Development and Implementation of a Complex Health System Intervention Targeting Transitions of Care from Hospital to Post-acute Care

J Gen Intern Med. 2021 Feb;36(2):358-365. doi: 10.1007/s11606-020-06140-2. Epub 2020 Aug 31.


Background: Failure of effective transitions of care following hospitalization can lead to excess days in the hospital, readmissions, and adverse events. Evidence identifies both patient and system factors that influence poor care transitions, yet health systems struggle to translate evidence into complex interventions that have a meaningful impact on care transitions.

Objective: We report on our experience developing, pilot testing, and evaluating a complex intervention (Addressing Complex Transitions program, or ACT program) that aims to improve care transitions for complex patients.

Design: Following the Medical Research Council (MRC) framework, we engaged in iterative, stakeholder-driven work to develop a complex care intervention, assess feasibility and pilot methods, evaluate the intervention in practice, and facilitate ongoing implementation monitoring and dissemination.

Participants: Patients receiving care from UW Medicine's health system including 4 hospitals and 20-site Post-Acute Care network.

Intervention: Literature review and prospective data collection activities informed ACT program design. ACT program components include a tailored risk calculator that provides real-time scoring of transitions of care risk factors, a multidisciplinary team with the capacity to address complex barriers to safe transitions, and enhanced discharge workflows to improve care transitions for complex patients.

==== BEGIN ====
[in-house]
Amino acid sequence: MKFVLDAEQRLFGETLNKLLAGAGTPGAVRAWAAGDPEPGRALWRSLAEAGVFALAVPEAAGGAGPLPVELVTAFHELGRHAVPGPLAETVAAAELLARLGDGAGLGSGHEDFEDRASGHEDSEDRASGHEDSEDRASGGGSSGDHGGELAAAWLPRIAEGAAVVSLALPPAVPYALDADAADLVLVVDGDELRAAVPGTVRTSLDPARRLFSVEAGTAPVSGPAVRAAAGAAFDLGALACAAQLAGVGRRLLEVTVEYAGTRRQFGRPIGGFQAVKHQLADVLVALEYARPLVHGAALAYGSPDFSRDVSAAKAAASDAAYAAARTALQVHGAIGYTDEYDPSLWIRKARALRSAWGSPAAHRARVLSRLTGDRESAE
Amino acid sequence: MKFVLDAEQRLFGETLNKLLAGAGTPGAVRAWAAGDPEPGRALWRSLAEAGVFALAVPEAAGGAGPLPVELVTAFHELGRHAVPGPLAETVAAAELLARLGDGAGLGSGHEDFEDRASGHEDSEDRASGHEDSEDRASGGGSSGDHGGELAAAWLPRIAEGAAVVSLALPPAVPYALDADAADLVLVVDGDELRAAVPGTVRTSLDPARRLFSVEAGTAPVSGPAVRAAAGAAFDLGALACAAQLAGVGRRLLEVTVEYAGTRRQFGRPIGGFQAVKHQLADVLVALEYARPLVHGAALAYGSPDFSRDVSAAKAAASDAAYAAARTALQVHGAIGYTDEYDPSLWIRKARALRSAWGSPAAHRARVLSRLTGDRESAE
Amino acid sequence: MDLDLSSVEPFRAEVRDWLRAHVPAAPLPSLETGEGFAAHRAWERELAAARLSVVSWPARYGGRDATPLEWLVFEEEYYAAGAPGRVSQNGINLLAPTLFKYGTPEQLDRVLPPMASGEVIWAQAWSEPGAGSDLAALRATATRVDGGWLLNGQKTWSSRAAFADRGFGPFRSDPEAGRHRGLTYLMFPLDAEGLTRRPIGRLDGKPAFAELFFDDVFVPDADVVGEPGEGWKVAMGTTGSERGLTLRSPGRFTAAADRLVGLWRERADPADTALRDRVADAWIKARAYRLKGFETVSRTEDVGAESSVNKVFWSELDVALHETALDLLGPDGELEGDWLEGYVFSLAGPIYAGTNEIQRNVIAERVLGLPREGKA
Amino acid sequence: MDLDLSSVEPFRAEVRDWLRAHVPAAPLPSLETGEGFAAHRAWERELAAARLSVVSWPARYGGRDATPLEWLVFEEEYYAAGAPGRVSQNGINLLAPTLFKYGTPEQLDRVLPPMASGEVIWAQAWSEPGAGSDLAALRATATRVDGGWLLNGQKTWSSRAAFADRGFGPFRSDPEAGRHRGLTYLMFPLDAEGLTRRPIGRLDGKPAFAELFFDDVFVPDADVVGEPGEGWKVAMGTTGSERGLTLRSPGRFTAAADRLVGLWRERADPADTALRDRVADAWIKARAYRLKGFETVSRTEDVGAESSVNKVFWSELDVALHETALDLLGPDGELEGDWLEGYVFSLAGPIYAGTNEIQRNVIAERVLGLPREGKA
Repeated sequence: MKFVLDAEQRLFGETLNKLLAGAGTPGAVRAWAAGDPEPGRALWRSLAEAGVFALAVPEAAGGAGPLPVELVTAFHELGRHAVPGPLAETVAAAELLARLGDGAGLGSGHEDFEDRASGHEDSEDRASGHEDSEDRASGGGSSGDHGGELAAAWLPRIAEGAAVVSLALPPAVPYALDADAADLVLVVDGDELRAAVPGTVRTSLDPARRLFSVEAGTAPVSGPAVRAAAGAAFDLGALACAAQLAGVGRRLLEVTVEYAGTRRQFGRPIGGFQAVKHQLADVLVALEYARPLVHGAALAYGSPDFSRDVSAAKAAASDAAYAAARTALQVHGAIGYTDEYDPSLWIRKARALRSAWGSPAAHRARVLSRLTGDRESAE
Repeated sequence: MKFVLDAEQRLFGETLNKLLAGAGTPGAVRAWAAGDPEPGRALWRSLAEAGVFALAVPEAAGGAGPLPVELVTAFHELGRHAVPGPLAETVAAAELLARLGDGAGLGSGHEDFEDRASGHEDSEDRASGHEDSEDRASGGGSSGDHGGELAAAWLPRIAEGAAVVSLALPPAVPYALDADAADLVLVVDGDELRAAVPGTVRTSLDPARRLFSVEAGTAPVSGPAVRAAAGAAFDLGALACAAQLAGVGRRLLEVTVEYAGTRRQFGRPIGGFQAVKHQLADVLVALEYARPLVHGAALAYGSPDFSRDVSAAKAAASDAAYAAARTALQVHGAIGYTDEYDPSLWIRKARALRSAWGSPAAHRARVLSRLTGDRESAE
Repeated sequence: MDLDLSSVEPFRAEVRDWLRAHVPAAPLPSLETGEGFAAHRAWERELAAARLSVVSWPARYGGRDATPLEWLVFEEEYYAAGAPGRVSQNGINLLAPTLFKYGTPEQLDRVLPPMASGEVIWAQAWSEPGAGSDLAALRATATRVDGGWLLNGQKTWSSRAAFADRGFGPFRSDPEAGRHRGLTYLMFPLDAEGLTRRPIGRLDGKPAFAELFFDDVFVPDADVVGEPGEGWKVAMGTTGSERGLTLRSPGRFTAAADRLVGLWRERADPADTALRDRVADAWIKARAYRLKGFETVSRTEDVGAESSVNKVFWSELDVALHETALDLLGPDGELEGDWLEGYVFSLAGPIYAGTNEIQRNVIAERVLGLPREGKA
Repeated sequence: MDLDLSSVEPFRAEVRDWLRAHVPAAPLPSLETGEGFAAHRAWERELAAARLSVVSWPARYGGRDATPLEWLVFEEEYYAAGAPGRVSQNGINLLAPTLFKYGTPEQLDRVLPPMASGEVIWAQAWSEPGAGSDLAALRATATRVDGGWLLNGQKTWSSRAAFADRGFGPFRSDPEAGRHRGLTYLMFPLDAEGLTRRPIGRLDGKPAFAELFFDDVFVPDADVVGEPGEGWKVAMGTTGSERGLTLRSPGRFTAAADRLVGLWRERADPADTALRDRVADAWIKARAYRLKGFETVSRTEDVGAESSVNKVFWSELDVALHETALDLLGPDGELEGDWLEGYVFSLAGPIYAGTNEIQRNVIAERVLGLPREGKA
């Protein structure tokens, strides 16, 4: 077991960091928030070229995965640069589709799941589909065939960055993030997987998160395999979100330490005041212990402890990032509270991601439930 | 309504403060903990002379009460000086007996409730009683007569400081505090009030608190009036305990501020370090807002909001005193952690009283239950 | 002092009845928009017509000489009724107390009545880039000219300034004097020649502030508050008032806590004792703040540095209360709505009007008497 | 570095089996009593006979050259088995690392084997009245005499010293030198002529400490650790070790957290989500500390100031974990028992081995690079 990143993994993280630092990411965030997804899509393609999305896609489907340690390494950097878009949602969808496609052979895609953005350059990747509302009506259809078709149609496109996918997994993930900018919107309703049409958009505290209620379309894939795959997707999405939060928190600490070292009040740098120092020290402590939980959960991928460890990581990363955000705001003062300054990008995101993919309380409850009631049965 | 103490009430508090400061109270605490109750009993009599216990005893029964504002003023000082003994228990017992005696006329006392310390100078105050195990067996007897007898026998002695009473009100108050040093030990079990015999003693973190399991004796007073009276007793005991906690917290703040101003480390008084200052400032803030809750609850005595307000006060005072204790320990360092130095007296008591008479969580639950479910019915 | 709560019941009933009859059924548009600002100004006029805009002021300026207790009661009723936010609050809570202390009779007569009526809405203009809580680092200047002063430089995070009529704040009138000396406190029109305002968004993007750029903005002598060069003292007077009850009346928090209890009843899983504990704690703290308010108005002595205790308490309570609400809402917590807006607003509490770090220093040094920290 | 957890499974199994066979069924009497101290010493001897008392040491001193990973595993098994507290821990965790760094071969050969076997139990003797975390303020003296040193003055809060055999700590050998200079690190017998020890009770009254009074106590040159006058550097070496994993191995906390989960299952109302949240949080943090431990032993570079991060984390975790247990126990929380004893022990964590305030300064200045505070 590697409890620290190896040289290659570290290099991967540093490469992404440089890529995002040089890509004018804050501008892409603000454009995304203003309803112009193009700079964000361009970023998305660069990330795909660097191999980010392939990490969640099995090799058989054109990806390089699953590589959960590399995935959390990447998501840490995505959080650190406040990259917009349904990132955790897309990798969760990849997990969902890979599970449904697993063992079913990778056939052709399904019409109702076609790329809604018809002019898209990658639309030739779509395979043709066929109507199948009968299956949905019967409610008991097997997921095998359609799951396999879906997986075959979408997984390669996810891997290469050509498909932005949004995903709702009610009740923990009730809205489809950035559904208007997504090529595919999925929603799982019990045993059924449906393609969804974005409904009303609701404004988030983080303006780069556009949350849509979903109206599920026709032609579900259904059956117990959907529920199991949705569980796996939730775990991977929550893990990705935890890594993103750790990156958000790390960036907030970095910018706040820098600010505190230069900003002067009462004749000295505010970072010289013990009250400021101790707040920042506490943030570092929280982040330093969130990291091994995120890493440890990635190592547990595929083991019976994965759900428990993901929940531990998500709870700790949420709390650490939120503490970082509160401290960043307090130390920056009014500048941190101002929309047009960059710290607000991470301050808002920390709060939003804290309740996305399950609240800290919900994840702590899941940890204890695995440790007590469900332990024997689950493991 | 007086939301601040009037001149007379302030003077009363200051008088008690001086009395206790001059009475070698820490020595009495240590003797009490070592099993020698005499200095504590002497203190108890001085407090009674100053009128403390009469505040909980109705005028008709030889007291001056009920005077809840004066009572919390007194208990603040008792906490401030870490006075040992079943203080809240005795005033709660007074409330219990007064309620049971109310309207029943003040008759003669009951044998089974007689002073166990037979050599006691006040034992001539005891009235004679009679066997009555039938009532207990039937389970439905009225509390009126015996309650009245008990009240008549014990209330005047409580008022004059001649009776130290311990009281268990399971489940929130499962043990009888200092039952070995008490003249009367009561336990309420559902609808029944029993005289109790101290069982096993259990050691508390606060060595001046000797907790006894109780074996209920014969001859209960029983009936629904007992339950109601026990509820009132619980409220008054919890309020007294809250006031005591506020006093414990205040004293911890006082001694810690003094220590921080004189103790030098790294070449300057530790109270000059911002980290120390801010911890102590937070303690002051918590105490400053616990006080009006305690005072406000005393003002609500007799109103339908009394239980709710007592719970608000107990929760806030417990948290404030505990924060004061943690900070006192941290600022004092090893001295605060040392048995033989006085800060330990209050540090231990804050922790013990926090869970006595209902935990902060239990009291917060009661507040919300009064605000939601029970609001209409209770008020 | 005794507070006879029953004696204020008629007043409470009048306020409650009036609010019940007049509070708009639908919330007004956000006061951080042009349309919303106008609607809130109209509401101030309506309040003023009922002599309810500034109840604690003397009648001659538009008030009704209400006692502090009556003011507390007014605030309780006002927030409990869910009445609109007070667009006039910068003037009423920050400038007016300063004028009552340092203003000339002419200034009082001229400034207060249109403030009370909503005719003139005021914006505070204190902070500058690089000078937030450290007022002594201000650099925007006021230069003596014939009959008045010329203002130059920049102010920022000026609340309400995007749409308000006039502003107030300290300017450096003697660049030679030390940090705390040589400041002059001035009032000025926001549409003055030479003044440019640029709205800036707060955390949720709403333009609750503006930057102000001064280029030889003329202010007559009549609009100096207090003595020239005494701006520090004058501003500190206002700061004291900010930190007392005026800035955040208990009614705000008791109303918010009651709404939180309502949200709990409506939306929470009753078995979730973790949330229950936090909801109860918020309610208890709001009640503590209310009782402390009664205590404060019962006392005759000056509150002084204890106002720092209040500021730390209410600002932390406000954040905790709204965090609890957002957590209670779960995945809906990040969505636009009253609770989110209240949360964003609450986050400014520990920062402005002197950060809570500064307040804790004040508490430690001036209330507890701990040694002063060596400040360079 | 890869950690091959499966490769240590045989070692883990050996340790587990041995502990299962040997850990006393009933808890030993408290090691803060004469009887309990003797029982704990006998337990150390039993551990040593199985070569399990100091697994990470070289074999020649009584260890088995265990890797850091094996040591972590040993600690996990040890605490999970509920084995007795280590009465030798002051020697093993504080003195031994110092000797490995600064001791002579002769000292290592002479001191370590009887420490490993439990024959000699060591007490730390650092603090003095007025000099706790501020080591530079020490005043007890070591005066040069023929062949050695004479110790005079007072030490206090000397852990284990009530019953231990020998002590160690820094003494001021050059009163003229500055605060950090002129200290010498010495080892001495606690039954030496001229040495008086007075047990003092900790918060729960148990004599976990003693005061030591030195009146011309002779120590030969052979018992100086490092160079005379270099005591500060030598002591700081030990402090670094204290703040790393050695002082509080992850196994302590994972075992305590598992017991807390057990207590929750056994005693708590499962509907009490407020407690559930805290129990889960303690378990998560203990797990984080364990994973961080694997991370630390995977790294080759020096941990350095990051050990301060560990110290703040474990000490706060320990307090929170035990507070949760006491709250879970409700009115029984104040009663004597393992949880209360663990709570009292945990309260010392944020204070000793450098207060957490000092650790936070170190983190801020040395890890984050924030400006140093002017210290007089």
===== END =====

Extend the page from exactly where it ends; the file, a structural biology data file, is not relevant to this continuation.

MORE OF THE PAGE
Key measures: Program evaluation metrics included estimated hospital days saved and program acceptance by care team members.

Key results: During the 6-month pilot, 565 patients were screened and 97 enrolled in the ACT program. An estimated 664 hospital days were saved for the index admission of ACT program participants. Analysis of pre/post-hospital utilization for ACT program participants showed an estimated 3227 fewer hospital days after ACT program enrollment.

Conclusions: Health systems need to address increasingly difficult challenges in care delivery. The use of evidence-based frameworks, such as the MRC framework, can guide systems to design complex interventions that respond to their local context and stakeholder needs.

Keywords: care transitions; complex intervention; long length of stay; post-acute care.

Publication types

  • Research Support, U.S. Gov't, Non-P.H.S.

MeSH terms

  • Hospitals
  • Humans
  • Patient Discharge
  • Patient Transfer*
  • Prospective Studies
  • Subacute Care*